January 26, 2018
In March of 2016, thousands of people all over the globe flocked to Tesla locations in places like Sweden, Hong Kong, Germany, and Australia, in order to be one of the first to place a reservation on the upcoming Tesla Model 3 electric vehicle. Many people even camped out overnight in order to ensure they would get to place their reservation. These lines looked a lot like a new Apple phone had been released. The company now seems to have many of its reservation holders in another waiting space, one that they may not be as happy to be in as they were in 2016.
Tesla CEO, Co-founder, Chairman, and Product Architect Elon Musk has been known for his audacious ways of pushing the envelope. With the pre-market introduction of the Tesla Model 3, it seems that he is holding true to his ways. In an attempt to move from niche player to high-volume automaker, Musk set high production goals. Major production bottlenecks have been reported at both the Tesla assembly plant in California and their Nevada battery factory, known as Gigafactory 1, due to challenges with battery pack production.
Tesla had a goal of producing 5,000 Model 3 cars per week by the end of 2017. However, in November of 2017, that goal was pushed back and they are not likely to reach these numbers until late in the first quarter of 2018. Furthermore, Tesla had forecasted a production of 1,500 Model 3s by the end of the third quarter of 2017 and only produced 260. All of this means there is at least a quarter delay for anyone who put a deposit on a Model 3.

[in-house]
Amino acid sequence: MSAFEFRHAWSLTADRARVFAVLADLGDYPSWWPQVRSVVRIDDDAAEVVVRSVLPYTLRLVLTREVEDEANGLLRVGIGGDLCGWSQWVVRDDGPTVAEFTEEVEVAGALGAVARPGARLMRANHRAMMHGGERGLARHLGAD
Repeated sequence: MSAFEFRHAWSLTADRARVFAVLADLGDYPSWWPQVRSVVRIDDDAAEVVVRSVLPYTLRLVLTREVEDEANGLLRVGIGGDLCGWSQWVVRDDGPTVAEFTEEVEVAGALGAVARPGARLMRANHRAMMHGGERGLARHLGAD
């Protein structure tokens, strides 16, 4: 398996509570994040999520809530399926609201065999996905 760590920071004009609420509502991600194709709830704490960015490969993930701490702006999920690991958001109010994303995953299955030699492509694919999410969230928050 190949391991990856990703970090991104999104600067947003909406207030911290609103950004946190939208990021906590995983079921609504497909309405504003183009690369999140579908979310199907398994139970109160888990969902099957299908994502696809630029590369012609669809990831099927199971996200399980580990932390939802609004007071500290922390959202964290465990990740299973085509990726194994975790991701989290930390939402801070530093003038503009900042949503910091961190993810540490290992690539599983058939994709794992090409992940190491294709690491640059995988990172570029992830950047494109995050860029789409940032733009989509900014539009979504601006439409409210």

In another interesting move, Tesla laid off several hundred employees in the fourth quarter of 2017 as well. For a company that is facing production issues, this doesn’t make sense. However, it appears that most of these layoffs were from SolarCity, an energy company purchased by Tesla in 2016.
By the end of 2017, Tesla employees, investors, and VIPs to the company received their initial deliveries. For the rest of future Model 3 owners, there may be a glimmer of light at the end of the tunnel as Tesla had started contacting non-employee reservation holders to configure their own cars in late November of 2017. These reservation holders have reported that they were told that production would take about four weeks.
This is truly a sign of progress for Tesla, especially as the manufacturer is experiencing high numbers of cash burn. A second round of configuration invitations went out in early December and a third in early January of 2018. Preference is reportedly going to people who reserved their Model 3 on the first day in California or those who are current Tesla owners.
In another promising move, Tesla has begun to place model vehicles within their dealerships in southern California and Florida. They expect to place several more along the east coast soon, with higher sales areas receiving them first.
Tesla’s third-generation platform begins with the Model 3. Their goal with this vehicle was to reduce the base price of electric vehicles yet not compromise on range and performance. The Model 3 starts at $35,000 in the United States. While, as of yet, you cannot lease a Model 3, there are company offered financing terms of 72 months at 2.74% APR in addition to $5,000 down.